pletely de¬ned by a linear map J : T M ’ T M of its tangent bundle,
such that J 2 = ’IdT M . So, T M becomes a complex vector bundle.
Furthemore, J must satisfy some integrability condition.
If M is a complex manifold we introduce the notion of holomorphic
vector bundle E.
E
“p
M
First, E is a complex vector bundle and the total space is a complex
manifold. We require that the map p, the addition and dilation maps
are holomorphic.

Example. We consider in detail the complex projective space CPn ,
because it has a lot of structures and interesting holomorphic vector
bundles.
The complex manifold CPn is de¬ned as the set of lines in Cn+1
through the origin and is covered by n + 1 open sets U0 , U1 , ..., Un .
Each Ui is biholomorphic to Cn and is de¬ned as the set of lines in Cn+1
spanned by a vector (z0 , z1 , ..., zn ) with zi = 0. The map ψi : Ui ’ Cn
may be viewed as the one sending the line passing through the point
(z0 , z1 , ..., zn ) ∈ Cn+1 to the point ( z0 , ..., zi’1 , zi+1 , ..., zn ) ∈ Cn . The
zi zi zi zi
’1 n
inverse map ψi : C ’ Ui sends the point (u1 , ..., un ) to the line in
CPn+1 passing through the point (u1 , ..., ui , 1, ui+1 , ..., un ).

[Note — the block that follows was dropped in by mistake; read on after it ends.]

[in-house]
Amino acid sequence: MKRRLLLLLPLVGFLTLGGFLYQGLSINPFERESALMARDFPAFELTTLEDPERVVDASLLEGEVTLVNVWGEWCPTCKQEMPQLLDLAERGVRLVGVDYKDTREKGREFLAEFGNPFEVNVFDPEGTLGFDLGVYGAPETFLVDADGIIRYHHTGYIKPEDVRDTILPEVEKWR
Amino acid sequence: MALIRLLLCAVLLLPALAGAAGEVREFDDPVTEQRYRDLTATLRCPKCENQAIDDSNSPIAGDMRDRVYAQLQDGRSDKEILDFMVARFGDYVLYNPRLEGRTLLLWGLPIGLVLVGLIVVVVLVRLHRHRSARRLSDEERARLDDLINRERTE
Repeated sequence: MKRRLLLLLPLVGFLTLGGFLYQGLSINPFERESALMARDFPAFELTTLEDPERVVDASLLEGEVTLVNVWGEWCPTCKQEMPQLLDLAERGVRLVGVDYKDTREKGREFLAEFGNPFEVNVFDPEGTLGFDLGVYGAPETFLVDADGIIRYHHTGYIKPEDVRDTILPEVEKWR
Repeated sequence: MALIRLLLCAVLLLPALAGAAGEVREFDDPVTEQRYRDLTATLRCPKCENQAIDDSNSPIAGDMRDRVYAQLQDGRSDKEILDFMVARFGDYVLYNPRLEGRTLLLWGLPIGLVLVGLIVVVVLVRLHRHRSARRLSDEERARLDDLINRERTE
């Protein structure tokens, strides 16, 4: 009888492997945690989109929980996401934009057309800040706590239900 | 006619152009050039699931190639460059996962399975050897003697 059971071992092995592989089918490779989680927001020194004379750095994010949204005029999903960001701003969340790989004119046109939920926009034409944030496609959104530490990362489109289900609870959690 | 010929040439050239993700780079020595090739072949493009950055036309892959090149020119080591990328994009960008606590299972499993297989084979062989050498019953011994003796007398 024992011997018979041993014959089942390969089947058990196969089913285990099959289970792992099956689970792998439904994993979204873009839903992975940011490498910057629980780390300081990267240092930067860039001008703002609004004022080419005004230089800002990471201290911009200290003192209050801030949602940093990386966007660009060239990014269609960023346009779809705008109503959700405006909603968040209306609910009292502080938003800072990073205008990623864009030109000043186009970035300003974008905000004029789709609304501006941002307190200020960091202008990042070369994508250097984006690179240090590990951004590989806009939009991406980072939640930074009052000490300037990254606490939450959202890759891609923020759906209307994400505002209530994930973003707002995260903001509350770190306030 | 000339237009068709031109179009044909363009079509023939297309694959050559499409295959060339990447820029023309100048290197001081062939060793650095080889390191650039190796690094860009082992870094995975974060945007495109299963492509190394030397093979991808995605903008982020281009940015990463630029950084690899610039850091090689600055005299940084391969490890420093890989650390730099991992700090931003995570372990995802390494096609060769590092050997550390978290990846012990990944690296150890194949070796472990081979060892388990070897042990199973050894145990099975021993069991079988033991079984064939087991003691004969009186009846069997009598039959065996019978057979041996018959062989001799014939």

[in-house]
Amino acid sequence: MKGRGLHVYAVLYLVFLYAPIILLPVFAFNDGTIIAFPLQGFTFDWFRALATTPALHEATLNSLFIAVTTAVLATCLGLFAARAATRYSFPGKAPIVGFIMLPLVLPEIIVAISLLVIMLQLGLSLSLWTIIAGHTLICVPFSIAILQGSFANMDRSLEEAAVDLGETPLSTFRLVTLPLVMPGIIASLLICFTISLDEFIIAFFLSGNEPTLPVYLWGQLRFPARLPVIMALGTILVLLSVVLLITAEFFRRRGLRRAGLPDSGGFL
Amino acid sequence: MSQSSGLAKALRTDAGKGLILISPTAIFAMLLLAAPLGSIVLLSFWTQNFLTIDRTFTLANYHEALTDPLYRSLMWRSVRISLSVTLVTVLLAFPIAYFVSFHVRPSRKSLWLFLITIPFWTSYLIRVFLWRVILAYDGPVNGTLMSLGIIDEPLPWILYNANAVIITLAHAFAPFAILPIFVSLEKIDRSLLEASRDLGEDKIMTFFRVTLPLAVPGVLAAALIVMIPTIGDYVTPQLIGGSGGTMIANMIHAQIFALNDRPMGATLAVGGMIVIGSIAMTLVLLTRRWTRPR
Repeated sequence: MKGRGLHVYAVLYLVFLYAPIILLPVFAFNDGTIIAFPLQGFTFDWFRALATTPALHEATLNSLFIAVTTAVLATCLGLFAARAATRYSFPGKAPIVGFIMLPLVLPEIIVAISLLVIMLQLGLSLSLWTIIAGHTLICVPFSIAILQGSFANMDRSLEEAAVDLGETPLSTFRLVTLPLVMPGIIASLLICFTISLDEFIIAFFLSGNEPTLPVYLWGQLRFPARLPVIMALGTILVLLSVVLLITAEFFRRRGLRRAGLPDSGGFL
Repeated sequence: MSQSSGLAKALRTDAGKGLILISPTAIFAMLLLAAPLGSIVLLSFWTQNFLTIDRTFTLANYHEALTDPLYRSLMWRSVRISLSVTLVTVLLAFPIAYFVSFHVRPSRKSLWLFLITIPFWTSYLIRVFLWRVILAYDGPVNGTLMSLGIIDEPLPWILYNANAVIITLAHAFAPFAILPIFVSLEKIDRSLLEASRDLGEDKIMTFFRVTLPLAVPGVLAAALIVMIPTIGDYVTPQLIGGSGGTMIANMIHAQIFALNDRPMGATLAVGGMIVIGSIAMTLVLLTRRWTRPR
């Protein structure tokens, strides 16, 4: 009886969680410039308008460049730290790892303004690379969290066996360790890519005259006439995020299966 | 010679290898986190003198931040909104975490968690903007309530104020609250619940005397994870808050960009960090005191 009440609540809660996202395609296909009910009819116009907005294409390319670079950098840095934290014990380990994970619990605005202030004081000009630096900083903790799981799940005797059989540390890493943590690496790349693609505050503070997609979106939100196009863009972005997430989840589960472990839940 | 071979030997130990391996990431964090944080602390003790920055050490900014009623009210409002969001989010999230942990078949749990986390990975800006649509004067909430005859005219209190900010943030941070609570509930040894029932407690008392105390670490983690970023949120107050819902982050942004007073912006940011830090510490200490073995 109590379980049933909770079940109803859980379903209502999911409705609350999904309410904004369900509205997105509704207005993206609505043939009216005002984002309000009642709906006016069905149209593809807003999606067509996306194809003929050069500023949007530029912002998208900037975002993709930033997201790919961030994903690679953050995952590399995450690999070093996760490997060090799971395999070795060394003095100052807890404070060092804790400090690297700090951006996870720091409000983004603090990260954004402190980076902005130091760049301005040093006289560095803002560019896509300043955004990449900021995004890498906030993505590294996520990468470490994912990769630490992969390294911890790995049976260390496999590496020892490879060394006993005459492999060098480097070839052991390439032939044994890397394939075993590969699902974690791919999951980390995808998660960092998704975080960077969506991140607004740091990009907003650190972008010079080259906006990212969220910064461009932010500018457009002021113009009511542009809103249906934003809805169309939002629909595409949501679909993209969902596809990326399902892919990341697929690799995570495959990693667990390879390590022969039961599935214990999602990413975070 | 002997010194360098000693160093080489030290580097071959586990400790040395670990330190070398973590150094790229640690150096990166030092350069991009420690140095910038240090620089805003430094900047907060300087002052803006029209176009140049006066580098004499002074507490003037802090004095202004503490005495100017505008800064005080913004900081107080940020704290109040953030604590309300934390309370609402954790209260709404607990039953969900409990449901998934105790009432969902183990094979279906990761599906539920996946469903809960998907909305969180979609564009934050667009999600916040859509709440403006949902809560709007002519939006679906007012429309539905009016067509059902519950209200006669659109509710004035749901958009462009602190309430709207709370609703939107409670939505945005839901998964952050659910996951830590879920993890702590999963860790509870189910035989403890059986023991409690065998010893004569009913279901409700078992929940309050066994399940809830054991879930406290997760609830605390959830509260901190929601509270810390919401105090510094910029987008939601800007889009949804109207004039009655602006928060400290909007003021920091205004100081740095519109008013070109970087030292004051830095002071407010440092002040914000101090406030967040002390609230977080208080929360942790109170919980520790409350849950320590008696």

It is useful to introduce the homogeneous coordinate notation. A
point on CPn is denoted by [z0 : z1 : · · · : zn ], where at least one
coordinate is not zero, and represents the line passing through the point
(z0 , ..., zn ) in Cn+1 . In our new notation the point [z0 : z1 : · · · : zn ] is
the same as the point [»z0 : »z1 : · · · : »zn ] for any » = 0.
The topology on CPn as well as the complex manifold structure is
determined by those on Ui . Each Ui is an open set and we carry over
the topology from Cn to Ui . The complex manifold structure is given
by the atlas ψ0 , ..., ψn . Let us show it explicitly in low dimensions.
1.2. COMPLEX MANIFOLDS 9

ψ0 ψ1
In the case n = 1 we have CP1 = U0 © U1 , U0 C, U1 C,
U0,1 := U0 © U1 ‚ CP1 :
ψ
C—
0
U0,1 ’
ψ1 φ
C—

The map φ has to be compatible with the complex manifold structure.
Now we have ψ0 [z0 : z1 ] = z1 /z0 ∈ C— and ψ1 [z0 : z1 ] = z0 /z1 ∈
C— . This means that φ is a holomorphic map from C— to C— : φ(u) =
u’1 . The manifold CP1 is called also the ”Riemann sphere”, partly
because it is homeomorphic to the usual sphere S 2 and Riemann was
among the ¬rst who treated it as a complex manifold. We see that
it is possible to represent CP1 as the union of U0 and the point ”at
in¬nity”. Also there exists a well-known stereographic projection which
holomorphically identi¬es U0 with C.
This discussion gives us the idea how to prove that CPn = (Cn+1 \
{0})/C— with the quotient topology is compact in general. The space
Cn+1 \ {0} contains the sphere S 2n+1 = {(z0 , ..., zn ) ∈ Cn+1 ; |zo |2 +
... + |zn |2 = 1}. Besides, we have the direct product decompositions
Cn+1 \ {0} = R— S 2n+1 and C— = R— T, where T = {z ∈ C, |z| = 1} -
+ +